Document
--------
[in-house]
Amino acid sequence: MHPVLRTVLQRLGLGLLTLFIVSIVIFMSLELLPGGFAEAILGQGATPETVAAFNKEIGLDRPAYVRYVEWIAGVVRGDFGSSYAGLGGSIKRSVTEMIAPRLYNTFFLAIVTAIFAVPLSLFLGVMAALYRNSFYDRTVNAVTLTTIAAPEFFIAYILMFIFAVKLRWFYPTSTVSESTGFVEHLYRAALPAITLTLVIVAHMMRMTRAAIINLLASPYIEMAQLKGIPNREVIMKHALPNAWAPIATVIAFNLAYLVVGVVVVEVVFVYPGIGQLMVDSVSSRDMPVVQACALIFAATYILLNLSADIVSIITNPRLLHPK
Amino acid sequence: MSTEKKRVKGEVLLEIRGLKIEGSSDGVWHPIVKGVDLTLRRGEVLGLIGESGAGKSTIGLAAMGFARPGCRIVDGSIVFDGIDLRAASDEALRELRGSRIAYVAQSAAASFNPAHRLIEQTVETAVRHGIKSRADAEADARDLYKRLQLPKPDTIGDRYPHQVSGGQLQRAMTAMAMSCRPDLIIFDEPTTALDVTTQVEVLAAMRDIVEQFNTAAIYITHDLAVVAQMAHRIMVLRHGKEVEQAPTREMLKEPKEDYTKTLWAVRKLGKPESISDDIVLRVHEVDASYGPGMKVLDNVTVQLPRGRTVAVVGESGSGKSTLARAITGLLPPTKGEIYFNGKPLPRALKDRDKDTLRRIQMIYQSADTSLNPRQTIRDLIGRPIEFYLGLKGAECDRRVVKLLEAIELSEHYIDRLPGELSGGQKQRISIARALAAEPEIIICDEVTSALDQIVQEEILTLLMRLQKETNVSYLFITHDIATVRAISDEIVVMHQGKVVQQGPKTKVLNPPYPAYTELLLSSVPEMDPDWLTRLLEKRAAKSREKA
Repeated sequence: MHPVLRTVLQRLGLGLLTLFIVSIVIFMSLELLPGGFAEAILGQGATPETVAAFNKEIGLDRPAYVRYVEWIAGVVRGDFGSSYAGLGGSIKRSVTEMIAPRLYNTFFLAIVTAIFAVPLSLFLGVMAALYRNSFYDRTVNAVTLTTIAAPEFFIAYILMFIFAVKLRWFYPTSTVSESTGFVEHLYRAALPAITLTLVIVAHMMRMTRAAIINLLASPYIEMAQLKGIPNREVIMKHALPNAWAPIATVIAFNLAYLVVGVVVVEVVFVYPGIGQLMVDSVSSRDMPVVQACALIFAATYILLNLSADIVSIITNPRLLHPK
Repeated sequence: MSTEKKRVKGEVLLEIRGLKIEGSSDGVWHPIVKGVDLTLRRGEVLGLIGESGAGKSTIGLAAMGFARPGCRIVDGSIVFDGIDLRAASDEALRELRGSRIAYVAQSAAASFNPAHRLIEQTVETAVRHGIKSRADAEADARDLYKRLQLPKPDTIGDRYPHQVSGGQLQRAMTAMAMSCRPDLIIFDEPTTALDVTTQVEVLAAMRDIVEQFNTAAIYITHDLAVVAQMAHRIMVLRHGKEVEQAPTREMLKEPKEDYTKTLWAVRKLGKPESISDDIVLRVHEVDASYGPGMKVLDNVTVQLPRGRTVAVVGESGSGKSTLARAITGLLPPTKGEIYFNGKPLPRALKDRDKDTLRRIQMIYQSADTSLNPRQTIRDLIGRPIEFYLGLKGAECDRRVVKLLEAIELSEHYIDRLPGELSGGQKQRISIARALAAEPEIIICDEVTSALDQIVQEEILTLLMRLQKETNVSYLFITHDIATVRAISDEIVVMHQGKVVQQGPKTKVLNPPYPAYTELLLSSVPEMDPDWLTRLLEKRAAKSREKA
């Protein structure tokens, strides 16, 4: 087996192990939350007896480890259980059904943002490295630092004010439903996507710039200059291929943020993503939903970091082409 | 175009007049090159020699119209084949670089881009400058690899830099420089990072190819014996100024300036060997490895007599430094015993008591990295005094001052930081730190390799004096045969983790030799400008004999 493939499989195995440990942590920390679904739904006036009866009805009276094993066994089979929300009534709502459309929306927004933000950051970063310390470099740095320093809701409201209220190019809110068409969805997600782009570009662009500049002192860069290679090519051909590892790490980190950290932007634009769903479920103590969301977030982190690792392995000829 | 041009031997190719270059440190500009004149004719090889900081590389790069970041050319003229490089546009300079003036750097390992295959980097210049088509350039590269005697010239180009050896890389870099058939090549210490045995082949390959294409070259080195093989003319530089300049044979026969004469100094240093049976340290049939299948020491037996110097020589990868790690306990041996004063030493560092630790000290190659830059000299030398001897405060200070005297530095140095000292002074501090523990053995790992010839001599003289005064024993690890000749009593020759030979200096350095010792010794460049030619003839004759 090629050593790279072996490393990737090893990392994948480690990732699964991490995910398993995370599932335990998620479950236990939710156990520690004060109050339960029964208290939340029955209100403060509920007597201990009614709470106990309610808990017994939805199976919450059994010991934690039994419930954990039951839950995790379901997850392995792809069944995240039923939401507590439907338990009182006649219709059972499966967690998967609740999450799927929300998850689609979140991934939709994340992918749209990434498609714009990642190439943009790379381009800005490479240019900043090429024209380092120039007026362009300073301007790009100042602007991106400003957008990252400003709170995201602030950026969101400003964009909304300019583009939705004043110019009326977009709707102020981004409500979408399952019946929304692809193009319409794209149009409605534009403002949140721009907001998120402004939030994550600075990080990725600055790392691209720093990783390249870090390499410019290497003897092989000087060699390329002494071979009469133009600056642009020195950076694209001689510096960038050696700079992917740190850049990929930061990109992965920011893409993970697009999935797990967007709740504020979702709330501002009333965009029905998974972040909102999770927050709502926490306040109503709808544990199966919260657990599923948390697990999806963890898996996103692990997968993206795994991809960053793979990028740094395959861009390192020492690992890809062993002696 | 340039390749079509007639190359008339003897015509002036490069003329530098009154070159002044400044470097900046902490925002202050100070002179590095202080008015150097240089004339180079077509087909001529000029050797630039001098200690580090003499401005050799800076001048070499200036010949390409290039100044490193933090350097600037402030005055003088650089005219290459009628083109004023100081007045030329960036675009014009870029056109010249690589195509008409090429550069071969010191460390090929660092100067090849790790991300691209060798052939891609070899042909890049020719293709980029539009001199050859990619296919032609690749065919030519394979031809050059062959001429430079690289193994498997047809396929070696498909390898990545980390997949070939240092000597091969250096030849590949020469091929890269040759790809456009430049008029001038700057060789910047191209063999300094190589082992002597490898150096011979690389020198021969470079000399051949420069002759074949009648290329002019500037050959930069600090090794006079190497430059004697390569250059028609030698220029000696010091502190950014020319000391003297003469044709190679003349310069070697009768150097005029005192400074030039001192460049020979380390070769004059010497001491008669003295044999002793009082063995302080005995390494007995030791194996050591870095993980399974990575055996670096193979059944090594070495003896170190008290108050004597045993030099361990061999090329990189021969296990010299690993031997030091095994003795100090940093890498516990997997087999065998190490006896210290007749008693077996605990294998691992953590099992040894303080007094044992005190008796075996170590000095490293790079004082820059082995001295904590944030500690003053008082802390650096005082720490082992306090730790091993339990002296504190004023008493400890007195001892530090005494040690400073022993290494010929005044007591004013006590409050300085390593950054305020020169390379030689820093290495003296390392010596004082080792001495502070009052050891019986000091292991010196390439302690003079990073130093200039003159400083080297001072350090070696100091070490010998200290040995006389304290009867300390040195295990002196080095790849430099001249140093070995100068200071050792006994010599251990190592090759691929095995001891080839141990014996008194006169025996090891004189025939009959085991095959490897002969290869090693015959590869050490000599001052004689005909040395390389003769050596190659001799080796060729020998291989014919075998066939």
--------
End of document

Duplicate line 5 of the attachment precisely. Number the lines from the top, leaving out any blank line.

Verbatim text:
Repeated sequence: MSTEKKRVKGEVLLEIRGLKIEGSSDGVWHPIVKGVDLTLRRGEVLGLIGESGAGKSTIGLAAMGFARPGCRIVDGSIVFDGIDLRAASDEALRELRGSRIAYVAQSAAASFNPAHRLIEQTVETAVRHGIKSRADAEADARDLYKRLQLPKPDTIGDRYPHQVSGGQLQRAMTAMAMSCRPDLIIFDEPTTALDVTTQVEVLAAMRDIVEQFNTAAIYITHDLAVVAQMAHRIMVLRHGKEVEQAPTREMLKEPKEDYTKTLWAVRKLGKPESISDDIVLRVHEVDASYGPGMKVLDNVTVQLPRGRTVAVVGESGSGKSTLARAITGLLPPTKGEIYFNGKPLPRALKDRDKDTLRRIQMIYQSADTSLNPRQTIRDLIGRPIEFYLGLKGAECDRRVVKLLEAIELSEHYIDRLPGELSGGQKQRISIARALAAEPEIIICDEVTSALDQIVQEEILTLLMRLQKETNVSYLFITHDIATVRAISDEIVVMHQGKVVQQGPKTKVLNPPYPAYTELLLSSVPEMDPDWLTRLLEKRAAKSREKA